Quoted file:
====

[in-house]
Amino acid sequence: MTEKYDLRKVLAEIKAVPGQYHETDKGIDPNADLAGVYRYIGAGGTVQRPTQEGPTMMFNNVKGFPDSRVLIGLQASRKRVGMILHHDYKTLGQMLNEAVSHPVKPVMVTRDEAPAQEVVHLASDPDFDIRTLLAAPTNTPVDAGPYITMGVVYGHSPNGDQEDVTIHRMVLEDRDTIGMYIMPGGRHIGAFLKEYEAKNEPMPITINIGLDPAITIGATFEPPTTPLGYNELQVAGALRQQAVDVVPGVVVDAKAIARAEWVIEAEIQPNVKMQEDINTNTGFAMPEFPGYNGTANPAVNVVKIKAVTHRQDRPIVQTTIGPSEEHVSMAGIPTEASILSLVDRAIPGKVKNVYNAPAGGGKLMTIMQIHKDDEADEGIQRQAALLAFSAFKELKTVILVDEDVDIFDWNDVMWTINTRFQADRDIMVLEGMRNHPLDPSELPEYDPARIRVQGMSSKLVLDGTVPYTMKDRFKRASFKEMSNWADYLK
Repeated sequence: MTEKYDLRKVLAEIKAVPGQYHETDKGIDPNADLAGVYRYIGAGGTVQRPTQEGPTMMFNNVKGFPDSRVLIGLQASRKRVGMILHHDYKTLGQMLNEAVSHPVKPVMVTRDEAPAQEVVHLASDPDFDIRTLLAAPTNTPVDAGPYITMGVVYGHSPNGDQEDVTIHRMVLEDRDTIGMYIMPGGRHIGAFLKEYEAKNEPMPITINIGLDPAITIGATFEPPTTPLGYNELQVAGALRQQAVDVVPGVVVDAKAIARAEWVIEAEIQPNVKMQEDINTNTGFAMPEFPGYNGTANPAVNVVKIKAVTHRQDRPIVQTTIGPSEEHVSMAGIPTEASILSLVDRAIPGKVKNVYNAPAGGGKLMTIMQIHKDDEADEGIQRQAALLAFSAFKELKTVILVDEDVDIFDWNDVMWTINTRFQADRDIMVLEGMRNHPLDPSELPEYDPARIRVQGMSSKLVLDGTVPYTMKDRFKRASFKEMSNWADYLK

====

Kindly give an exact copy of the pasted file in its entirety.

[in-house]
Amino acid sequence: MTEKYDLRKVLAEIKAVPGQYHETDKGIDPNADLAGVYRYIGAGGTVQRPTQEGPTMMFNNVKGFPDSRVLIGLQASRKRVGMILHHDYKTLGQMLNEAVSHPVKPVMVTRDEAPAQEVVHLASDPDFDIRTLLAAPTNTPVDAGPYITMGVVYGHSPNGDQEDVTIHRMVLEDRDTIGMYIMPGGRHIGAFLKEYEAKNEPMPITINIGLDPAITIGATFEPPTTPLGYNELQVAGALRQQAVDVVPGVVVDAKAIARAEWVIEAEIQPNVKMQEDINTNTGFAMPEFPGYNGTANPAVNVVKIKAVTHRQDRPIVQTTIGPSEEHVSMAGIPTEASILSLVDRAIPGKVKNVYNAPAGGGKLMTIMQIHKDDEADEGIQRQAALLAFSAFKELKTVILVDEDVDIFDWNDVMWTINTRFQADRDIMVLEGMRNHPLDPSELPEYDPARIRVQGMSSKLVLDGTVPYTMKDRFKRASFKEMSNWADYLK
Repeated sequence: MTEKYDLRKVLAEIKAVPGQYHETDKGIDPNADLAGVYRYIGAGGTVQRPTQEGPTMMFNNVKGFPDSRVLIGLQASRKRVGMILHHDYKTLGQMLNEAVSHPVKPVMVTRDEAPAQEVVHLASDPDFDIRTLLAAPTNTPVDAGPYITMGVVYGHSPNGDQEDVTIHRMVLEDRDTIGMYIMPGGRHIGAFLKEYEAKNEPMPITINIGLDPAITIGATFEPPTTPLGYNELQVAGALRQQAVDVVPGVVVDAKAIARAEWVIEAEIQPNVKMQEDINTNTGFAMPEFPGYNGTANPAVNVVKIKAVTHRQDRPIVQTTIGPSEEHVSMAGIPTEASILSLVDRAIPGKVKNVYNAPAGGGKLMTIMQIHKDDEADEGIQRQAALLAFSAFKELKTVILVDEDVDIFDWNDVMWTINTRFQADRDIMVLEGMRNHPLDPSELPEYDPARIRVQGMSSKLVLDGTVPYTMKDRFKRASFKEMSNWADYLK